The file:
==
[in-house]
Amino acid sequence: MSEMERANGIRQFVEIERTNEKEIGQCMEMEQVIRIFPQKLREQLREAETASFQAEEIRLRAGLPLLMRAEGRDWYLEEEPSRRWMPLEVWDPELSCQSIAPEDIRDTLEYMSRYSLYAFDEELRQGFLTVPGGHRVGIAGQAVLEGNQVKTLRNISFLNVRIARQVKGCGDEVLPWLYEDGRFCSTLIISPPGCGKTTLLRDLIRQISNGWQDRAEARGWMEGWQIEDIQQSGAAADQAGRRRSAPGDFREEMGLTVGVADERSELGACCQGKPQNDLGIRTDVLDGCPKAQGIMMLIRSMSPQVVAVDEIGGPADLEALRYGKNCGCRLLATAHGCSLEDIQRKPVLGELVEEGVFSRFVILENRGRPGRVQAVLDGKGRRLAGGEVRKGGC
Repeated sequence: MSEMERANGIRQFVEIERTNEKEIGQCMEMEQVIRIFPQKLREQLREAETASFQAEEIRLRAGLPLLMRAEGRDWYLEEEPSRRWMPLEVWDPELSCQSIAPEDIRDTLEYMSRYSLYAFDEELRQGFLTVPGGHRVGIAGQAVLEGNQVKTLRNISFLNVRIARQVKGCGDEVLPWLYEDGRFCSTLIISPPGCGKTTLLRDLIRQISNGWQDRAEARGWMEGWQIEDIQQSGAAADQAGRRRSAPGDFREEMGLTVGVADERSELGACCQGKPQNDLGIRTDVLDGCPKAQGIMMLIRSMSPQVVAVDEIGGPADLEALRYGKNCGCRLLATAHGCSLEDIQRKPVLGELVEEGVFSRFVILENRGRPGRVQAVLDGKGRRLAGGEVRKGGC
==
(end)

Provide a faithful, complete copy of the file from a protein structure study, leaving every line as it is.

[in-house]
Amino acid sequence: MSEMERANGIRQFVEIERTNEKEIGQCMEMEQVIRIFPQKLREQLREAETASFQAEEIRLRAGLPLLMRAEGRDWYLEEEPSRRWMPLEVWDPELSCQSIAPEDIRDTLEYMSRYSLYAFDEELRQGFLTVPGGHRVGIAGQAVLEGNQVKTLRNISFLNVRIARQVKGCGDEVLPWLYEDGRFCSTLIISPPGCGKTTLLRDLIRQISNGWQDRAEARGWMEGWQIEDIQQSGAAADQAGRRRSAPGDFREEMGLTVGVADERSELGACCQGKPQNDLGIRTDVLDGCPKAQGIMMLIRSMSPQVVAVDEIGGPADLEALRYGKNCGCRLLATAHGCSLEDIQRKPVLGELVEEGVFSRFVILENRGRPGRVQAVLDGKGRRLAGGEVRKGGC
Repeated sequence: MSEMERANGIRQFVEIERTNEKEIGQCMEMEQVIRIFPQKLREQLREAETASFQAEEIRLRAGLPLLMRAEGRDWYLEEEPSRRWMPLEVWDPELSCQSIAPEDIRDTLEYMSRYSLYAFDEELRQGFLTVPGGHRVGIAGQAVLEGNQVKTLRNISFLNVRIARQVKGCGDEVLPWLYEDGRFCSTLIISPPGCGKTTLLRDLIRQISNGWQDRAEARGWMEGWQIEDIQQSGAAADQAGRRRSAPGDFREEMGLTVGVADERSELGACCQGKPQNDLGIRTDVLDGCPKAQGIMMLIRSMSPQVVAVDEIGGPADLEALRYGKNCGCRLLATAHGCSLEDIQRKPVLGELVEEGVFSRFVILENRGRPGRVQAVLDGKGRRLAGGEVRKGGC